In a recent post, I wrote about using TED talks to create a positive classroom culture. However, creating an inclusive learning environment takes multiple activities, and establishing student comfort for participation is one of the most important things a teacher can do.
With this in mind, I’ve developed strategies that let students “partner, practice, and participate.” Basically, it gives students a chance to meet in pairs and practice sharing their ideas with one person before sharing them in a whole class discussion. This is especially important at the beginning of the year when many students feel anxious or shy. It also helps to involve ALL of the students- not just the extroverted ones who will sometimes monopolize the class discussion.
Of course, if I let students choose their partners, they will usually go to their friends. That’s okay sometimes, but I want them to work with everyone in the class. So here are some ideas for getting students into random pairs:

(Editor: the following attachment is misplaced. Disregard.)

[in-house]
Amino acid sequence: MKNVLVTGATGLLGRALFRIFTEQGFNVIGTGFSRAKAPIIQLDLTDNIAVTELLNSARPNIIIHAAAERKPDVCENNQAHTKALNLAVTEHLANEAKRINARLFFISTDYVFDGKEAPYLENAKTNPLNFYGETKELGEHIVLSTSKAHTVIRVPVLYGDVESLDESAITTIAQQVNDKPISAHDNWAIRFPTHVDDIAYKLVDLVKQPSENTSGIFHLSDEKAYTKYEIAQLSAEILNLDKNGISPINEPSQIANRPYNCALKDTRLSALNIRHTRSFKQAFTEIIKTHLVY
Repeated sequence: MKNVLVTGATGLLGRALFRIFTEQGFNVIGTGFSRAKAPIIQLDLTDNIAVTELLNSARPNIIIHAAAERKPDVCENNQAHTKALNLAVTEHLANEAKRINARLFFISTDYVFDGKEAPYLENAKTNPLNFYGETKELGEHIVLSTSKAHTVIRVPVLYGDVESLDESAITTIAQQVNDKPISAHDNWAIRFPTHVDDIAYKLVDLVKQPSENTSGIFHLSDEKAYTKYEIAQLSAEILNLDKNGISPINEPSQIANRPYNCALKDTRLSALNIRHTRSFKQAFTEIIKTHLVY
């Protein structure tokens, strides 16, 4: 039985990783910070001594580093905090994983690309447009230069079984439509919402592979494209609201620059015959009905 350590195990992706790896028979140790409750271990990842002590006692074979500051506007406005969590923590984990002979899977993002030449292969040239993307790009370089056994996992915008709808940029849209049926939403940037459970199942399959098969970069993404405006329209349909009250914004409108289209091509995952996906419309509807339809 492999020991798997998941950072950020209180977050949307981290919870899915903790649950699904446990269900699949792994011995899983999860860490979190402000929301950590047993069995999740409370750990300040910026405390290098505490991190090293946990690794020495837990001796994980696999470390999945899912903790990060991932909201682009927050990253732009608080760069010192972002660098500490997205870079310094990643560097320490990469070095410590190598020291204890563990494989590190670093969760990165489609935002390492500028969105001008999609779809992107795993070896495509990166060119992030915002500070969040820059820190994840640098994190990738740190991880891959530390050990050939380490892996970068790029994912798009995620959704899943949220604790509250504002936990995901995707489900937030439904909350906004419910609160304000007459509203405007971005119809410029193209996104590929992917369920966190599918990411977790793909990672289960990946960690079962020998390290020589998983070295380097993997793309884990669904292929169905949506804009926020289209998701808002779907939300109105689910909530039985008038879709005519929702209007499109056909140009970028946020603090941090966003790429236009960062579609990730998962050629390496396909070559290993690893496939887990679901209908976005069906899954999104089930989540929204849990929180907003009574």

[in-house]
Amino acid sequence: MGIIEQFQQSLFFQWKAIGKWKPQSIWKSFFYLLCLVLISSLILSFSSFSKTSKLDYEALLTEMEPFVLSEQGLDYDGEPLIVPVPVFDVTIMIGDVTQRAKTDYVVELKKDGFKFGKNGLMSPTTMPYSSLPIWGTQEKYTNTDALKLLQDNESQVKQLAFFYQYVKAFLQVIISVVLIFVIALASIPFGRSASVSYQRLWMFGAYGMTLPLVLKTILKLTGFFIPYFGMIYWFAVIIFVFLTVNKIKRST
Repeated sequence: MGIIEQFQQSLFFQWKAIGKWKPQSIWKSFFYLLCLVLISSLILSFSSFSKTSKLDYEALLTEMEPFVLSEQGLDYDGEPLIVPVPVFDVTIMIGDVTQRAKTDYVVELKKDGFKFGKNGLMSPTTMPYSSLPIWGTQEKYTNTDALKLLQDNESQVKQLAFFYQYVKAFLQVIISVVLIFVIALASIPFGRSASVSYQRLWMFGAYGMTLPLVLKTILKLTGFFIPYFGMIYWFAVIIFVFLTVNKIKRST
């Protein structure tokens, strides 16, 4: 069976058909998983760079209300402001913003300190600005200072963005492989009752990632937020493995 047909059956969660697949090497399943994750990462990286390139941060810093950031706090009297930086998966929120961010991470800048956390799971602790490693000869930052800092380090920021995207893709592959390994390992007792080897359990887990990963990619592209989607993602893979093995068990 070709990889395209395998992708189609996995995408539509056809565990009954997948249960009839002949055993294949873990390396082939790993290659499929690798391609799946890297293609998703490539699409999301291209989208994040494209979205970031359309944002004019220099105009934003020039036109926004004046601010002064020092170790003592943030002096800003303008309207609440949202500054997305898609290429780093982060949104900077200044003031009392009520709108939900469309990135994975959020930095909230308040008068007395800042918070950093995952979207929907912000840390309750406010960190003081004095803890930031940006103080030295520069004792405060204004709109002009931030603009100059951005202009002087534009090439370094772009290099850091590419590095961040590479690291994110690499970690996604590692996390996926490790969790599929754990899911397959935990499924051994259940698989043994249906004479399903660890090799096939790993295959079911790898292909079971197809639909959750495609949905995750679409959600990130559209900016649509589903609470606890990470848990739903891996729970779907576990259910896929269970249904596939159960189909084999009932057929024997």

1. Use popsicle sticks. At the beginning of the school year, write each student’s name on a “participation” stick and keep them in a container. When you want students to pair with one another, just pull two out at a time. You can also involve your students in choosing names by walking around and having students “pull” participation sticks, too. This can also be used when making small groups.
2. Play music and have students walk around the room. When the music stops, they partner with the student standing closest to them. Want to get students even more involved? Let them pick the music (school appropriate, of course).
3. Use apps that randomly generate partners. Although I haven’t used these yet, I plan to start this year:
· Stick Pick: It is similar to the popsicle sticks technique.
· Select Spinners: The Partner Picker randomly picks Partner A or Partner B with each spin. These can also be used for larger groups.
4. Use traditional methods like “turn and talk.” I find this works best when I have carefully planned the class’s seating arrangements, so students are sitting next to others of varied abilities, interests, and high school social “status.”
5. Finally, here’s another easy strategy that doesn’t require any preparation: Just direct students to find partners by giving them a common characteristic. For instance, tell them to meet with someone who has the same birthday month, someone wearing the same color, someone whose favorite food is the same…really the options are endless. You can also ask students to create the pairing criteria.
What do you do to partner students in your classroom? Share in the comments below.